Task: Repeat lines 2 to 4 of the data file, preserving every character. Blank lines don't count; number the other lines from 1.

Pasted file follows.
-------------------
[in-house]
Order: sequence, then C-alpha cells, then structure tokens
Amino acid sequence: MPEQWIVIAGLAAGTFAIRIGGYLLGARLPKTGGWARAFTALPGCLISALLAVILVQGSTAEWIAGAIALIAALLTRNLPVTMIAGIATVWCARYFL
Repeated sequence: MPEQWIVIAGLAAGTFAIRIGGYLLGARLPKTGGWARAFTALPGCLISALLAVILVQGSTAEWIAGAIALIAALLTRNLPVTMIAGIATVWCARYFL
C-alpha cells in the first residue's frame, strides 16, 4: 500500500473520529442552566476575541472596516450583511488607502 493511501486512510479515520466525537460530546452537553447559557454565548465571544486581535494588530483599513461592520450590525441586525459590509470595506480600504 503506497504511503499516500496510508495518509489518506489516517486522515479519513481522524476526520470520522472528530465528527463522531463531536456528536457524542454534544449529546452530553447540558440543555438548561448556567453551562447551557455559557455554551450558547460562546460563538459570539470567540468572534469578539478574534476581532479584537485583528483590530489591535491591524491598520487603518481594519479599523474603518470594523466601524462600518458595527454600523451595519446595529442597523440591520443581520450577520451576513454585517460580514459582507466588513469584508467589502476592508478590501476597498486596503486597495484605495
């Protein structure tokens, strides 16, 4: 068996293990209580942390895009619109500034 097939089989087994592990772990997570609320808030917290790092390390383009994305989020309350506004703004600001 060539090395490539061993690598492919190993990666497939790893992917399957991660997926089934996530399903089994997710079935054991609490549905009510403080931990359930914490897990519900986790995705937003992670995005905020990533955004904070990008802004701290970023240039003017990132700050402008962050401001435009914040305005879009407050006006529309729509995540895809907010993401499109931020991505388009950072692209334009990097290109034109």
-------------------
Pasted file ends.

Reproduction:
Order: sequence, then C-alpha cells, then structure tokens
Amino acid sequence: MPEQWIVIAGLAAGTFAIRIGGYLLGARLPKTGGWARAFTALPGCLISALLAVILVQGSTAEWIAGAIALIAALLTRNLPVTMIAGIATVWCARYFL
Repeated sequence: MPEQWIVIAGLAAGTFAIRIGGYLLGARLPKTGGWARAFTALPGCLISALLAVILVQGSTAEWIAGAIALIAALLTRNLPVTMIAGIATVWCARYFL